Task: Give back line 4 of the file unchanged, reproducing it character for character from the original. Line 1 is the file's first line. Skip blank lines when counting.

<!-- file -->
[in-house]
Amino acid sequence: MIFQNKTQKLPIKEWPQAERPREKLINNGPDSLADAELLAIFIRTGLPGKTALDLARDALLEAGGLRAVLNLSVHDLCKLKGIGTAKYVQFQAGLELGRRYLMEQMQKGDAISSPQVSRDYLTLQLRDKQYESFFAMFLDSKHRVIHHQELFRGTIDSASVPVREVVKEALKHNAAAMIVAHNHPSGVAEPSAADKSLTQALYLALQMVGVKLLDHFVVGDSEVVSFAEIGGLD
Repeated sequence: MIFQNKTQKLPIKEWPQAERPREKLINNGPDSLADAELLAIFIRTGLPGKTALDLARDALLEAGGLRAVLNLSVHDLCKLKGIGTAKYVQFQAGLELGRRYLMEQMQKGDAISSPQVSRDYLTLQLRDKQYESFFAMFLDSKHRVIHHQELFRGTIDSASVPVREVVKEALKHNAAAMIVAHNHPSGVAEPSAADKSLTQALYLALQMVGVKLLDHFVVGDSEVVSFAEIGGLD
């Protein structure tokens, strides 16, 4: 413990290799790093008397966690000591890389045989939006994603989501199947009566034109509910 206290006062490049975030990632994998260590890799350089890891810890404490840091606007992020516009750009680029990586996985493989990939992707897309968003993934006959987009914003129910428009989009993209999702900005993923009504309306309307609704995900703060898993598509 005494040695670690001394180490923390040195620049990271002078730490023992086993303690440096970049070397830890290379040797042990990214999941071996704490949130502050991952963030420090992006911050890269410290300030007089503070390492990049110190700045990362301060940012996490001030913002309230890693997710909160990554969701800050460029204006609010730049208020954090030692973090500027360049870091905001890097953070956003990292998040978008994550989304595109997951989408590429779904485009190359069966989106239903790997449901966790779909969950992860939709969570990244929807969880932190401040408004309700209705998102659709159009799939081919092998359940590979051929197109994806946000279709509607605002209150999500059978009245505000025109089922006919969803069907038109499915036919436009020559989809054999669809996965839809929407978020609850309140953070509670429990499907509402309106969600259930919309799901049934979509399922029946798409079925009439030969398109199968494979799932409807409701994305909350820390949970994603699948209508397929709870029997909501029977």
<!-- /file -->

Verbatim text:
């Protein structure tokens, strides 16, 4: 413990290799790093008397966690000591890389045989939006994603989501199947009566034109509910 206290006062490049975030990632994998260590890799350089890891810890404490840091606007992020516009750009680029990586996985493989990939992707897309968003993934006959987009914003129910428009989009993209999702900005993923009504309306309307609704995900703060898993598509 005494040695670690001394180490923390040195620049990271002078730490023992086993303690440096970049070397830890290379040797042990990214999941071996704490949130502050991952963030420090992006911050890269410290300030007089503070390492990049110190700045990362301060940012996490001030913002309230890693997710909160990554969701800050460029204006609010730049208020954090030692973090500027360049870091905001890097953070956003990292998040978008994550989304595109997951989408590429779904485009190359069966989106239903790997449901966790779909969950992860939709969570990244929807969880932190401040408004309700209705998102659709159009799939081919092998359940590979051929197109994806946000279709509607605002209150999500059978009245505000025109089922006919969803069907038109499915036919436009020559989809054999669809996965839809929407978020609850309140953070509670429990499907509402309106969600259930919309799901049934979509399922029946798409079925009439030969398109199968494979799932409807409701994305909350820390949970994603699948209508397929709870029997909501029977």